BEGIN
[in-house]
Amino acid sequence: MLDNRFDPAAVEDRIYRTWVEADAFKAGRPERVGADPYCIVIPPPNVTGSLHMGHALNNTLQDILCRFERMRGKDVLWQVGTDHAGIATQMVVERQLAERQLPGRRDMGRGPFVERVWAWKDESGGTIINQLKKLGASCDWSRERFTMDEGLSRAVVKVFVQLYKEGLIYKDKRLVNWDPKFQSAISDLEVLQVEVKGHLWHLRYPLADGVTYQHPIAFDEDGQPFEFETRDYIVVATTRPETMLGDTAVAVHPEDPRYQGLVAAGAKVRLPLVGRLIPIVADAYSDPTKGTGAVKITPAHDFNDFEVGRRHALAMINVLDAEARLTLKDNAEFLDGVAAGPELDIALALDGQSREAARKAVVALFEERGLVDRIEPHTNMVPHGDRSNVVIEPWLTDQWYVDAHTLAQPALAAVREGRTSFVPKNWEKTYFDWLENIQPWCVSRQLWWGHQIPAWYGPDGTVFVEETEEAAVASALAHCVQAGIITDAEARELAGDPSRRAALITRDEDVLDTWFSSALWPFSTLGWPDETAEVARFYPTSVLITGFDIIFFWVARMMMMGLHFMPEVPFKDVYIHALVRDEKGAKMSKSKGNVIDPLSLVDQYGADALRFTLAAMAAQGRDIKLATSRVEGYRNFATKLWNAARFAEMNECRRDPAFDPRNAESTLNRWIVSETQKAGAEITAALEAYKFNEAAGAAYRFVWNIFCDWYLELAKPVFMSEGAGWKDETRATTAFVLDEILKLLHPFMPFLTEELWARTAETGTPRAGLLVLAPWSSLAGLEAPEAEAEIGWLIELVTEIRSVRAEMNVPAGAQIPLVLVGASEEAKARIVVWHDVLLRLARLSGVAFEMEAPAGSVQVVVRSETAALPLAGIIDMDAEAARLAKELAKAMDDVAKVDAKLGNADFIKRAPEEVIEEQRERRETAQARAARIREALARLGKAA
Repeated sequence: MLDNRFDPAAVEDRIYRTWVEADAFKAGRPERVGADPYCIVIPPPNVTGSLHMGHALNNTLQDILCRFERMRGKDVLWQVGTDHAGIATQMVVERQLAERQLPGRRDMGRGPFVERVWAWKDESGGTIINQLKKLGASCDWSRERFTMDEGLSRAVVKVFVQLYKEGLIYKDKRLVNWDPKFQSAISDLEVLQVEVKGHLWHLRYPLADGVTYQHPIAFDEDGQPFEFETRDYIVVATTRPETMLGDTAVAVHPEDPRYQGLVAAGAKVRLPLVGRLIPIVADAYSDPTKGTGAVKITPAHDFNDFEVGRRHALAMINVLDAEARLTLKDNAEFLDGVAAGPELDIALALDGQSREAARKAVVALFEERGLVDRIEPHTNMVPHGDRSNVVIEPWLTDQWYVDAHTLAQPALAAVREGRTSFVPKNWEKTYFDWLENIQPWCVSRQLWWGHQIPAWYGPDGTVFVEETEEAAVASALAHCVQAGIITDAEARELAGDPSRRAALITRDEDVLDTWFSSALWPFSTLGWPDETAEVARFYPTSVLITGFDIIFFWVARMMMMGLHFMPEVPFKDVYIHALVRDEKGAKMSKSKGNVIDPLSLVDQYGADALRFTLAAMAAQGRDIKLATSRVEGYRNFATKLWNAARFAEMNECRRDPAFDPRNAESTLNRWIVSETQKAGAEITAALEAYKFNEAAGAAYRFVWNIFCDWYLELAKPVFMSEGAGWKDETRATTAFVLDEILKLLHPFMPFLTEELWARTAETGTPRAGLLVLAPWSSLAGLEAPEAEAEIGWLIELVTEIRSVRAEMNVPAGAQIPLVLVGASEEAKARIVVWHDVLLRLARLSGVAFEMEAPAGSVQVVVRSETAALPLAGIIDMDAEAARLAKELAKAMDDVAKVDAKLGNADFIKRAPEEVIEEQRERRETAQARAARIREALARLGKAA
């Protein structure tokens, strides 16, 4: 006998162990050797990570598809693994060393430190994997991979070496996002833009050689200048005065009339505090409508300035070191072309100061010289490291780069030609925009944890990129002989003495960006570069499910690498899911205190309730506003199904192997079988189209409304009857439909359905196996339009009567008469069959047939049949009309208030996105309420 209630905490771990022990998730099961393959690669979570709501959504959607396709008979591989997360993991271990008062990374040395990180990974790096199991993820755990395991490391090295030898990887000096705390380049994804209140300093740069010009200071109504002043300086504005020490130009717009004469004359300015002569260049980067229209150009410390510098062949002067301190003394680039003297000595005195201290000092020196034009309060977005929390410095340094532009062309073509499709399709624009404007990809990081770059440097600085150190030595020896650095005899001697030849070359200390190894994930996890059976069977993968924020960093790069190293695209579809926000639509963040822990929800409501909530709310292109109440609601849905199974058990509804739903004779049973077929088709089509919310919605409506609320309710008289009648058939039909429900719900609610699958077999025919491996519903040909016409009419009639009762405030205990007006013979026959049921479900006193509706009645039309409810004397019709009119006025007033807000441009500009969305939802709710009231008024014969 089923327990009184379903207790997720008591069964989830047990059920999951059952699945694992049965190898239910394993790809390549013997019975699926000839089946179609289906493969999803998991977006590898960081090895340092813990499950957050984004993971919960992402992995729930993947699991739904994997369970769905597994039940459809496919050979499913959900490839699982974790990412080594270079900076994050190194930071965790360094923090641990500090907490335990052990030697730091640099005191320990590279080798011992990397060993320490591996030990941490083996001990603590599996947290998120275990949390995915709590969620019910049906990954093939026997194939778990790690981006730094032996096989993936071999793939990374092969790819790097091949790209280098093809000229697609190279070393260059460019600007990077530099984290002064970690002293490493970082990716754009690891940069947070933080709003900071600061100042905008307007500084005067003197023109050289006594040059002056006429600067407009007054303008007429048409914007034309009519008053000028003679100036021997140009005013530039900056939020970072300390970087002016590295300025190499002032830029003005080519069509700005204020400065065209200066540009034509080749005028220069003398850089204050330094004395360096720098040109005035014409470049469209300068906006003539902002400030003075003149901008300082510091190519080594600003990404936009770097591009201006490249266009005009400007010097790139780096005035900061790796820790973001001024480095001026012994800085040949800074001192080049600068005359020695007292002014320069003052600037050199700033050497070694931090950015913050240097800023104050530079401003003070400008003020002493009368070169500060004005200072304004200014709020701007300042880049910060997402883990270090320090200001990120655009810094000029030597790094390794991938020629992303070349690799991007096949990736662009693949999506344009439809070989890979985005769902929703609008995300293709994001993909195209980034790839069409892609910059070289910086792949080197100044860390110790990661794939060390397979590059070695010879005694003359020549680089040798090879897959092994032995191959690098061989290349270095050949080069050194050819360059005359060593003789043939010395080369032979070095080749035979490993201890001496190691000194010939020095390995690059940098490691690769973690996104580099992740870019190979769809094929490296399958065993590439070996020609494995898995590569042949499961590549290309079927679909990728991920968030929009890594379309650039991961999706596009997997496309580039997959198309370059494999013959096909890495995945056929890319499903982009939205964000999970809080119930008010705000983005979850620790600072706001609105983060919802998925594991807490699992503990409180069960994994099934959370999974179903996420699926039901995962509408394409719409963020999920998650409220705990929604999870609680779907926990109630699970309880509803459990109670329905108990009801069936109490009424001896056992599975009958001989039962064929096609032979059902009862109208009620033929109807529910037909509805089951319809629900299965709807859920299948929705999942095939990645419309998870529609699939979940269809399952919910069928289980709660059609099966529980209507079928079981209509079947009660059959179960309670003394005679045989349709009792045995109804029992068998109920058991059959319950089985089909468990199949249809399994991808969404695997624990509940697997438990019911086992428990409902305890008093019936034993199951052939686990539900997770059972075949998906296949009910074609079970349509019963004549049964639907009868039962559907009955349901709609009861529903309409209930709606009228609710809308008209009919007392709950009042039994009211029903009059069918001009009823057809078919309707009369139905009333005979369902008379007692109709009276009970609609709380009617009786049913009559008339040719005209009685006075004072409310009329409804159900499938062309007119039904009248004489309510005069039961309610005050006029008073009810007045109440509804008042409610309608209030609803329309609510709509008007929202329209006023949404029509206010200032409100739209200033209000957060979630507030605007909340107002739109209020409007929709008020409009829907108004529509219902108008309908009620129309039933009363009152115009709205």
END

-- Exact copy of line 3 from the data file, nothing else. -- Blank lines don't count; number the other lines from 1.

Repeated sequence: MLDNRFDPAAVEDRIYRTWVEADAFKAGRPERVGADPYCIVIPPPNVTGSLHMGHALNNTLQDILCRFERMRGKDVLWQVGTDHAGIATQMVVERQLAERQLPGRRDMGRGPFVERVWAWKDESGGTIINQLKKLGASCDWSRERFTMDEGLSRAVVKVFVQLYKEGLIYKDKRLVNWDPKFQSAISDLEVLQVEVKGHLWHLRYPLADGVTYQHPIAFDEDGQPFEFETRDYIVVATTRPETMLGDTAVAVHPEDPRYQGLVAAGAKVRLPLVGRLIPIVADAYSDPTKGTGAVKITPAHDFNDFEVGRRHALAMINVLDAEARLTLKDNAEFLDGVAAGPELDIALALDGQSREAARKAVVALFEERGLVDRIEPHTNMVPHGDRSNVVIEPWLTDQWYVDAHTLAQPALAAVREGRTSFVPKNWEKTYFDWLENIQPWCVSRQLWWGHQIPAWYGPDGTVFVEETEEAAVASALAHCVQAGIITDAEARELAGDPSRRAALITRDEDVLDTWFSSALWPFSTLGWPDETAEVARFYPTSVLITGFDIIFFWVARMMMMGLHFMPEVPFKDVYIHALVRDEKGAKMSKSKGNVIDPLSLVDQYGADALRFTLAAMAAQGRDIKLATSRVEGYRNFATKLWNAARFAEMNECRRDPAFDPRNAESTLNRWIVSETQKAGAEITAALEAYKFNEAAGAAYRFVWNIFCDWYLELAKPVFMSEGAGWKDETRATTAFVLDEILKLLHPFMPFLTEELWARTAETGTPRAGLLVLAPWSSLAGLEAPEAEAEIGWLIELVTEIRSVRAEMNVPAGAQIPLVLVGASEEAKARIVVWHDVLLRLARLSGVAFEMEAPAGSVQVVVRSETAALPLAGIIDMDAEAARLAKELAKAMDDVAKVDAKLGNADFIKRAPEEVIEEQRERRETAQARAARIREALARLGKAA